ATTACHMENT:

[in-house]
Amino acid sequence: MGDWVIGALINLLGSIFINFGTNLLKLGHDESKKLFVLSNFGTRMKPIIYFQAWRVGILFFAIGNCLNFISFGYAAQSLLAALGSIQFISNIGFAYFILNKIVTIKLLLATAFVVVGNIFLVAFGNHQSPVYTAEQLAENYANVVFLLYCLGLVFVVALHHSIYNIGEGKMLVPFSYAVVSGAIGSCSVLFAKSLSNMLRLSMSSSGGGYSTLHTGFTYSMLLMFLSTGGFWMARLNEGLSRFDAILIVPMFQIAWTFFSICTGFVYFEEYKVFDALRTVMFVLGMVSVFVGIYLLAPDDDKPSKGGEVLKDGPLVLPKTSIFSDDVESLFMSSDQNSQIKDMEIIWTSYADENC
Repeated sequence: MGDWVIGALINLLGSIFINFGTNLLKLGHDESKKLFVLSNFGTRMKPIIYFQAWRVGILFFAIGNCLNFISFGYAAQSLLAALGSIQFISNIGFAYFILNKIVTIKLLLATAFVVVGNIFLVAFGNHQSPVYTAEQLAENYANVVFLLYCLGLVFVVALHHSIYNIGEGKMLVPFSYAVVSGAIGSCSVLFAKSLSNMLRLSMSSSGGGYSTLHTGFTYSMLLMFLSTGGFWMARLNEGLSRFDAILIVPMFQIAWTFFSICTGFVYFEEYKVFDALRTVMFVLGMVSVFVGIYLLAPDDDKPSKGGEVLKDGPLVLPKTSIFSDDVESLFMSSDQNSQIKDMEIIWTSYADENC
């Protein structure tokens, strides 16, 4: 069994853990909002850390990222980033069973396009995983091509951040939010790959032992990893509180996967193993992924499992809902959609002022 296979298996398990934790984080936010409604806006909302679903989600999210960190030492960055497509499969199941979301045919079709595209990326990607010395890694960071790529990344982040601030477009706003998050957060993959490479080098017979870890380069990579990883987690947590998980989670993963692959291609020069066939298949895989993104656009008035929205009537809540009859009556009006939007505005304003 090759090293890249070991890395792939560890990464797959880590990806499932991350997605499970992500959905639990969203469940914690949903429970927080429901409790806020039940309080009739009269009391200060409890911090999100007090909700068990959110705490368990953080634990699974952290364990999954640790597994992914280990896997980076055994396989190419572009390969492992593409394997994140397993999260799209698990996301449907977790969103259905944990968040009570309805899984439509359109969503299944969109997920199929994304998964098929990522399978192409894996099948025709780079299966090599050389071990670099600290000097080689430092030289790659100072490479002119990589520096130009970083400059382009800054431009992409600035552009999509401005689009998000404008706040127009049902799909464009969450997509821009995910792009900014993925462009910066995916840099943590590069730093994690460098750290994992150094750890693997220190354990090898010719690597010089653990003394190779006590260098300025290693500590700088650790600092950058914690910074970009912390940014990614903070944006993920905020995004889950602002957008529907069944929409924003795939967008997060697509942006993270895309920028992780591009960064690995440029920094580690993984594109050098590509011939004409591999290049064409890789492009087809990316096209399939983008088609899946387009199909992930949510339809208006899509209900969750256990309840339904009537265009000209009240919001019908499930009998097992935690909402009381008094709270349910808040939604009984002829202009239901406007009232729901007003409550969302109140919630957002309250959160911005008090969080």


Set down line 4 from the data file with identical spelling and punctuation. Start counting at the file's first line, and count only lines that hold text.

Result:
């Protein structure tokens, strides 16, 4: 069994853990909002850390990222980033069973396009995983091509951040939010790959032992990893509180996967193993992924499992809902959609002022 296979298996398990934790984080936010409604806006909302679903989600999210960190030492960055497509499969199941979301045919079709595209990326990607010395890694960071790529990344982040601030477009706003998050957060993959490479080098017979870890380069990579990883987690947590998980989670993963692959291609020069066939298949895989993104656009008035929205009537809540009859009556009006939007505005304003 090759090293890249070991890395792939560890990464797959880590990806499932991350997605499970992500959905639990969203469940914690949903429970927080429901409790806020039940309080009739009269009391200060409890911090999100007090909700068990959110705490368990953080634990699974952290364990999954640790597994992914280990896997980076055994396989190419572009390969492992593409394997994140397993999260799209698990996301449907977790969103259905944990968040009570309805899984439509359109969503299944969109997920199929994304998964098929990522399978192409894996099948025709780079299966090599050389071990670099600290000097080689430092030289790659100072490479002119990589520096130009970083400059382009800054431009992409600035552009999509401005689009998000404008706040127009049902799909464009969450997509821009995910792009900014993925462009910066995916840099943590590069730093994690460098750290994992150094750890693997220190354990090898010719690597010089653990003394190779006590260098300025290693500590700088650790600092950058914690910074970009912390940014990614903070944006993920905020995004889950602002957008529907069944929409924003795939967008997060697509942006993270895309920028992780591009960064690995440029920094580690993984594109050098590509011939004409591999290049064409890789492009087809990316096209399939983008088609899946387009199909992930949510339809208006899509209900969750256990309840339904009537265009000209009240919001019908499930009998097992935690909402009381008094709270349910808040939604009984002829202009239901406007009232729901007003409550969302109140919630957002309250959160911005008090969080």